If you have always felt intrigued about the motion of a pendulum or a dynamo that rotates a turbine, then a course in physics is the right option for you.
A course in Physics in DU, after the implementation of the four year undergraduate programme, concentrates primarily on mechanics,
oscillations and waves, electricity and magnetism. Along with these, it also introduces mathematical physics, digital electronics and chemistry.
With the subject now being spread across eight semesters - of which a year of academic study will focus only on research - the course includes pure physics papers along with other mathematical physics papers and numerical analysis.
For students pursuing the subject, there are ample opportunities for further research. Many students also opt to join the corporate sector in jobs closely related to their field of study.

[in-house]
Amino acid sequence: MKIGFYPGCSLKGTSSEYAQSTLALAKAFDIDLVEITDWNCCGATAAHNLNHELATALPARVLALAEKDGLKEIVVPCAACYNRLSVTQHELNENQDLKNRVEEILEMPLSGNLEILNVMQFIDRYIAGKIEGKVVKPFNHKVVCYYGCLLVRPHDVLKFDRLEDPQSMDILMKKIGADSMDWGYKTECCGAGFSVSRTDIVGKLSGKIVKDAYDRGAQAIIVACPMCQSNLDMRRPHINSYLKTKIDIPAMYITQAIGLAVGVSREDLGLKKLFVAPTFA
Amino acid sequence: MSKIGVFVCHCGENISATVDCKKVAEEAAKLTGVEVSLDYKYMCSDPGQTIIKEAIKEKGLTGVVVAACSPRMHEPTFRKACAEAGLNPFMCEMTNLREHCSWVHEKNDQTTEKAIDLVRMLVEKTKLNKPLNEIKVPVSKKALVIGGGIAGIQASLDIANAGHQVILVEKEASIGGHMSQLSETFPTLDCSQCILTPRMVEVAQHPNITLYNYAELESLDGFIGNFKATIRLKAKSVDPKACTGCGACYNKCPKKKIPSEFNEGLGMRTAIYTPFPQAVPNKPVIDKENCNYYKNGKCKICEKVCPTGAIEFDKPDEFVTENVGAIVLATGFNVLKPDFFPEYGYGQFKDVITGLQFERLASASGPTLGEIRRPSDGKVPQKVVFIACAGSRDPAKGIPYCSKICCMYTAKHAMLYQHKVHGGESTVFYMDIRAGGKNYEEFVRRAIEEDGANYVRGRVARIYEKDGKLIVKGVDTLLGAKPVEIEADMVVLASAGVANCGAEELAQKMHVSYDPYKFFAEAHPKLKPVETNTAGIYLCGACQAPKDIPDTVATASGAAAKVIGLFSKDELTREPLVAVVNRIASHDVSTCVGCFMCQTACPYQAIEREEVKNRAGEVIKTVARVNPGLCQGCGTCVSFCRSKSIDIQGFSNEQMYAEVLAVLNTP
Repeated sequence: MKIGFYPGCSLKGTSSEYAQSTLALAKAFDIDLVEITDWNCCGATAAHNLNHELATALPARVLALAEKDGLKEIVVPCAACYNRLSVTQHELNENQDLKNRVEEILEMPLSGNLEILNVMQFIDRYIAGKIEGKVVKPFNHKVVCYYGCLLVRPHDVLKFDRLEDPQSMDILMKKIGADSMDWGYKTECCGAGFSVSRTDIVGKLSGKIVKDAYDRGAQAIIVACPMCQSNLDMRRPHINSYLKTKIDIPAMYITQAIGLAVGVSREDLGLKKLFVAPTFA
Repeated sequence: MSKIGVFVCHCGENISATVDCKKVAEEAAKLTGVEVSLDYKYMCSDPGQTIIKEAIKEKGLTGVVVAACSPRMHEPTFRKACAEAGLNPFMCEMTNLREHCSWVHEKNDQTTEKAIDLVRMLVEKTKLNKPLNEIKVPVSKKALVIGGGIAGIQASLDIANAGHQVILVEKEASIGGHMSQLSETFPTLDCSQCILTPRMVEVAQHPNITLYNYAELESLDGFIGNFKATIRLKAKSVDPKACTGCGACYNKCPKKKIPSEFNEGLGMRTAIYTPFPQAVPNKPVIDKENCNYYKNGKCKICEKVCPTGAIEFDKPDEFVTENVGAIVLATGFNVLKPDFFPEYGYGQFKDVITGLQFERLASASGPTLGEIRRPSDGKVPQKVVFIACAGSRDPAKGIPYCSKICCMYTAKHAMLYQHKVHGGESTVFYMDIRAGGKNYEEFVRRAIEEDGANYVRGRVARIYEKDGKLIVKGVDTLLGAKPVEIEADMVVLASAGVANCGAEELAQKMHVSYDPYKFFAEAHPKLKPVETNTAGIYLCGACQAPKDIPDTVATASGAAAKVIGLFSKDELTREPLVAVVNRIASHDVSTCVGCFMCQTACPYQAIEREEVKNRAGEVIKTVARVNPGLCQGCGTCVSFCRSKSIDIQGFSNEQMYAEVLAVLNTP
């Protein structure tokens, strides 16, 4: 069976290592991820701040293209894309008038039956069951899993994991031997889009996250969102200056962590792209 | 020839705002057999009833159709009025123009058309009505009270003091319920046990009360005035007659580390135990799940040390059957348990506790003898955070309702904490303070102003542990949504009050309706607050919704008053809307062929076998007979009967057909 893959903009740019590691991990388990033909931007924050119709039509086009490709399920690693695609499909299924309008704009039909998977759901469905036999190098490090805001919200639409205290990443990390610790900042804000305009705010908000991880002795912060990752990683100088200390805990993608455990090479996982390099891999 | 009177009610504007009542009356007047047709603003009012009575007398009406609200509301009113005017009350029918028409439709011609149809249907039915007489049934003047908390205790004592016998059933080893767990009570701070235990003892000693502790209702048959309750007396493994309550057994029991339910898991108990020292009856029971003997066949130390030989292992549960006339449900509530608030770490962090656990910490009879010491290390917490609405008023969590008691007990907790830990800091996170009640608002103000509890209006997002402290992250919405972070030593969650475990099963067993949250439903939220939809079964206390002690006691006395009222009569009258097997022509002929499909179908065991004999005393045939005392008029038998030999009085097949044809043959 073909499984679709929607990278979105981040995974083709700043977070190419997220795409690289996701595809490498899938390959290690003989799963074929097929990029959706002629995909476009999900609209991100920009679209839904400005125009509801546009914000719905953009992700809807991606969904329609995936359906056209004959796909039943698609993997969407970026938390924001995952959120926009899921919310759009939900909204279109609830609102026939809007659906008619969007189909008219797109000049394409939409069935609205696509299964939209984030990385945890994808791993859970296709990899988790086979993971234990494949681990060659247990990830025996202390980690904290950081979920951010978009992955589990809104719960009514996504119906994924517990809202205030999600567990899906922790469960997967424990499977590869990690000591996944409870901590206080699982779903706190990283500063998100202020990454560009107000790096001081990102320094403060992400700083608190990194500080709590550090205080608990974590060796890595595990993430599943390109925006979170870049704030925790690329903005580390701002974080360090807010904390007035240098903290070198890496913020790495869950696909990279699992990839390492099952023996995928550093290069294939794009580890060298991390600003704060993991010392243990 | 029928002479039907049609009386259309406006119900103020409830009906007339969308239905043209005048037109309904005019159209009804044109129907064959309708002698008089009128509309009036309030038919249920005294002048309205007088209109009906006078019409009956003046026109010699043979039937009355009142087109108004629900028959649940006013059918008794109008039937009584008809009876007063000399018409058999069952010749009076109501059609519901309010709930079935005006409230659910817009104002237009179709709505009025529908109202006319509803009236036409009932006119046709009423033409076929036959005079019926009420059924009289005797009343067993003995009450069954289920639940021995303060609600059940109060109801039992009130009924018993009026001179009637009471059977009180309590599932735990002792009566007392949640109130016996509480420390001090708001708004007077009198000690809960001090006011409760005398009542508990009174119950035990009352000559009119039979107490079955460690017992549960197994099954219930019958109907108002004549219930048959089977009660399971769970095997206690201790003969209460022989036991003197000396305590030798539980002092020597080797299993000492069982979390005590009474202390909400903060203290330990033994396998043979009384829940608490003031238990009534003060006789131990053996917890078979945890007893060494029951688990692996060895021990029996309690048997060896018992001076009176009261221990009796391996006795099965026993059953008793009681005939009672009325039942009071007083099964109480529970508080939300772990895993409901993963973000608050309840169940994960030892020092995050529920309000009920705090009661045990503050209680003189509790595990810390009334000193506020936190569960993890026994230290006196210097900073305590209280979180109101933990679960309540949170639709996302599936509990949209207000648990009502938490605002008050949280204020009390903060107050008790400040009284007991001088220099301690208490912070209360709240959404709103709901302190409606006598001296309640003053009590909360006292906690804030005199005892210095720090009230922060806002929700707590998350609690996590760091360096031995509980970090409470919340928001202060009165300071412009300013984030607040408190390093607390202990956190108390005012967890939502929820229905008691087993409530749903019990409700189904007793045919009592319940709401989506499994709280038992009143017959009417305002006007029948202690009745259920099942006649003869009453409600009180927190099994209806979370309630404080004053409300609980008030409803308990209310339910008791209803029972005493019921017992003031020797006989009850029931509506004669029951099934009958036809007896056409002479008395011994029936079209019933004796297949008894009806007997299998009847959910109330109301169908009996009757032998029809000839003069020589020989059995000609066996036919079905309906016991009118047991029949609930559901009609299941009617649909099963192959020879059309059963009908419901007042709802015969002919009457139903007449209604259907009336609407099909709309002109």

"It is a higher level of physics than what is usually taught in schools.
Papers like mathematical physics are much tougher than it seems, but overall the course is quite manageable.
However, the subject is nothing like what is taught at schools.
There are practicals and theoretical concepts that need a lot of in-depth studying," said Varun Sharma, a final year student.
"Options such as MBA and MCA are open to anyone from any discipline now.
However, for students who pursue an MSc and Mtech in Physics, there are opportunities to take the exams conduted by defense or space research agencies - DRDO or ISRO.
Alternately, students can also do their PhD in applied fields such as nanotechnology, semi-conductors or other material sciences," said Abha Dev Habib, professor of Physics, Miranda House.
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